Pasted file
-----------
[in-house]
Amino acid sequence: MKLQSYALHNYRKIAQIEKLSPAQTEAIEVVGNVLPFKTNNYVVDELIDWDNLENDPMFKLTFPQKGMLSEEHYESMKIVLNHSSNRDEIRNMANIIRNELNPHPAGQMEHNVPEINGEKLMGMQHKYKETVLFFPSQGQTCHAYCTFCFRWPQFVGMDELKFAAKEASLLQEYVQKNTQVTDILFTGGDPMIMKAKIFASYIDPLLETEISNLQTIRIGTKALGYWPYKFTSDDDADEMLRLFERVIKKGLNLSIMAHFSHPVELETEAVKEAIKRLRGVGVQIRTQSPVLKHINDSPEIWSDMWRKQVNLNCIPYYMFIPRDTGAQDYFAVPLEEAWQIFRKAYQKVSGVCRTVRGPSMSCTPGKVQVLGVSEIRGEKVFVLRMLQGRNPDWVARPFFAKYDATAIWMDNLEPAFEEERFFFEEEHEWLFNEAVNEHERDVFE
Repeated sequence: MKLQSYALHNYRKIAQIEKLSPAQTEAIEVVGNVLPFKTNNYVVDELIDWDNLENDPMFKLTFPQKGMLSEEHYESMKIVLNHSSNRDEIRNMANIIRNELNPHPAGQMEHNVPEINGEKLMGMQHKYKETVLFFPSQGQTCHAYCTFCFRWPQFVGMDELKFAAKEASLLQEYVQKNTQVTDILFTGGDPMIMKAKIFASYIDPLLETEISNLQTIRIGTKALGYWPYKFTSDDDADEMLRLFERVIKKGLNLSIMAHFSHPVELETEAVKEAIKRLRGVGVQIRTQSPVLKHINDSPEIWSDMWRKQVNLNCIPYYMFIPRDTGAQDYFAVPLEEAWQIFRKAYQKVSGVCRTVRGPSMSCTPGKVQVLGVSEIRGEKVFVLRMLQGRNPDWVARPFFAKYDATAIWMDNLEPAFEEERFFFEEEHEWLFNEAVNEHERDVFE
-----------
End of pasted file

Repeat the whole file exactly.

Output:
[in-house]
Amino acid sequence: MKLQSYALHNYRKIAQIEKLSPAQTEAIEVVGNVLPFKTNNYVVDELIDWDNLENDPMFKLTFPQKGMLSEEHYESMKIVLNHSSNRDEIRNMANIIRNELNPHPAGQMEHNVPEINGEKLMGMQHKYKETVLFFPSQGQTCHAYCTFCFRWPQFVGMDELKFAAKEASLLQEYVQKNTQVTDILFTGGDPMIMKAKIFASYIDPLLETEISNLQTIRIGTKALGYWPYKFTSDDDADEMLRLFERVIKKGLNLSIMAHFSHPVELETEAVKEAIKRLRGVGVQIRTQSPVLKHINDSPEIWSDMWRKQVNLNCIPYYMFIPRDTGAQDYFAVPLEEAWQIFRKAYQKVSGVCRTVRGPSMSCTPGKVQVLGVSEIRGEKVFVLRMLQGRNPDWVARPFFAKYDATAIWMDNLEPAFEEERFFFEEEHEWLFNEAVNEHERDVFE
Repeated sequence: MKLQSYALHNYRKIAQIEKLSPAQTEAIEVVGNVLPFKTNNYVVDELIDWDNLENDPMFKLTFPQKGMLSEEHYESMKIVLNHSSNRDEIRNMANIIRNELNPHPAGQMEHNVPEINGEKLMGMQHKYKETVLFFPSQGQTCHAYCTFCFRWPQFVGMDELKFAAKEASLLQEYVQKNTQVTDILFTGGDPMIMKAKIFASYIDPLLETEISNLQTIRIGTKALGYWPYKFTSDDDADEMLRLFERVIKKGLNLSIMAHFSHPVELETEAVKEAIKRLRGVGVQIRTQSPVLKHINDSPEIWSDMWRKQVNLNCIPYYMFIPRDTGAQDYFAVPLEEAWQIFRKAYQKVSGVCRTVRGPSMSCTPGKVQVLGVSEIRGEKVFVLRMLQGRNPDWVARPFFAKYDATAIWMDNLEPAFEEERFFFEEEHEWLFNEAVNEHERDVFE